- Growth in chains.
- Reaction with group D antiserum.
- Growth in high salt concentration (6.5%NaCl).
- Survival of temperature of 60℃, for short periods.
- The ability to hydrolyze esculin in the presence of bile.
- Hydrolysis of pyrrolidinyl arylamidase and leucine aminopeptidase.
- Have a weakened immune system.
- Recently had surgery, especially in the abdomen or chest.
- Have been in intensive care units, cancer, or transplant wards.
- Have VRE already growing in colonies, in your intestine or genital tracts.
- Were treated with vancomycin or other antibiotics for long periods.
- Used medical devices for some time in your body (such as urinary or IV catheters).
- Vancomycin-resistant enterococci can live on hard surfaces for some time.
- Wipe your counters, bathrooms, and other areas of your home that can provide a resting place for them, including the handles of the doors, your sets, and chairs.
- Wash your hands with soap and water, after using the bathroom and preparing food.
- Wash your hands after welcoming visitors.
- Wear gloves if you’re working in close contact with body fluids like poop, treating patients’ wounds or blood.
- Always wash your hands after taking off your gloves.
- Inform the healthcare workers if you or someone in your care has VRE, so they can protect themselves too.
- Use alcohol-based hand sanitizers when you can’t easily have access to water (in public places or a vehicle).
- Body aching.
- Fever and chills.
- Decreased urination.
- Nausea and vomiting.
- Rapid pulse and breathing.
- Fatigue or tiredness.
- The frequent severe urge to urinate.
- Dark, bloody, and foul-smelling urine.
- Pain in the lower back, flank, or abdomen.
- Pain or a burning sensation when urinating.
- Soreness and swelling at the injury site.
- Pus or fluid leakage from the wound.
- Red and warm skin around the wound.
- Pelvic infections.
- Wound infections.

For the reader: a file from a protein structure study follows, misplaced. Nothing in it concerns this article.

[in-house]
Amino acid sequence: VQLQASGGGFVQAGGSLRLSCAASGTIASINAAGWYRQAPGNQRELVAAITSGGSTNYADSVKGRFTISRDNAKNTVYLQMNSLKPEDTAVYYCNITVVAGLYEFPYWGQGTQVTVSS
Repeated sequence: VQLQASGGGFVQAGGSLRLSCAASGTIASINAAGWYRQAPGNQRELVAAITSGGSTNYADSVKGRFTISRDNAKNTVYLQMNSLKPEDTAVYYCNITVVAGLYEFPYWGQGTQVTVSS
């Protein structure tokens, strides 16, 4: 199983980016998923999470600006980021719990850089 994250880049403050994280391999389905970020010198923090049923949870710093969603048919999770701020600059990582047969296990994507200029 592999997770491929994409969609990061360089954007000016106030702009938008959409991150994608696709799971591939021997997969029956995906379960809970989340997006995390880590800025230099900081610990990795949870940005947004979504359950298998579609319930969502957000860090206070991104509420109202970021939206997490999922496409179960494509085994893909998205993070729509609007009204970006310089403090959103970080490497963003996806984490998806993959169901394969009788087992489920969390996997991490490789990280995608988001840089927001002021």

- Urinary tract infections.
- Endocarditis (infection of a heart valve).
- Intra-abdominal infections (such as peritonitis).
- Bacteremia (a bacterial infection spread into the bloodstream).
VANCOMYCIN RESISTANT ENTEROCOCCUS SYMPTOMS
Some of these may come from the infections they trigger. Symptoms of VRE may include:
- Wound infections.
- Bloodstream infections.
- Urinary tract infections (UTIs).
Your doctor will take a sample from the affected, for a test. If it confirms the spread of VRE, more tests will be done to find out which antibiotic will be best to treat it.
- Can VRE be controlled with antibiotics?
Yes, vancomycin-resistant enterococci (VRE) can be treated with other antibiotics besides vancomycin itself. These include doxycycline, rifampin, and chloramphenicol, in various combinations. However, newer antibiotics are available.
- Does VRE ever go away?
Vancomycin-resistant enterococci (VRE) infections disappear in some people, as these people’s bodies get more immunized; taking a few months or longer. VRE infections can also go away and come back, but the bacteria will remain without causing infections.
- How is VRE transmitted?
Vancomycin-resistant enterococci (VRE) are transmitted via directly contacting hands, surfaces, or equipment contaminated by body fluid of a VRE-infected person. They are not transmitted by coughing, sneezing, or via air.
- How is VRE diagnosed?
When your doctor suspects you’ve gotten infected with vancomycin-resistant enterococci (VRE), he/she will take a sample of your infected wound, blood, urine, or excreta to a lab, for analysis. The laboratory will grow the bacteria (via culture) and test to see which kinds of antibiotics can kill the bacteria. This may take several days.
- What are the symptoms of VRE?
When vancomycin-resistant enterococci (VRE) are causing a wound infection, the area of your skin affected by it may be red or tender, but if you have a urinary tract infection, you may have back pains, a burning sensation during urination, or a need to urinate more often than normal. Some people with VRE infections have diarrhea, feel weak and sick, or have fever and chills.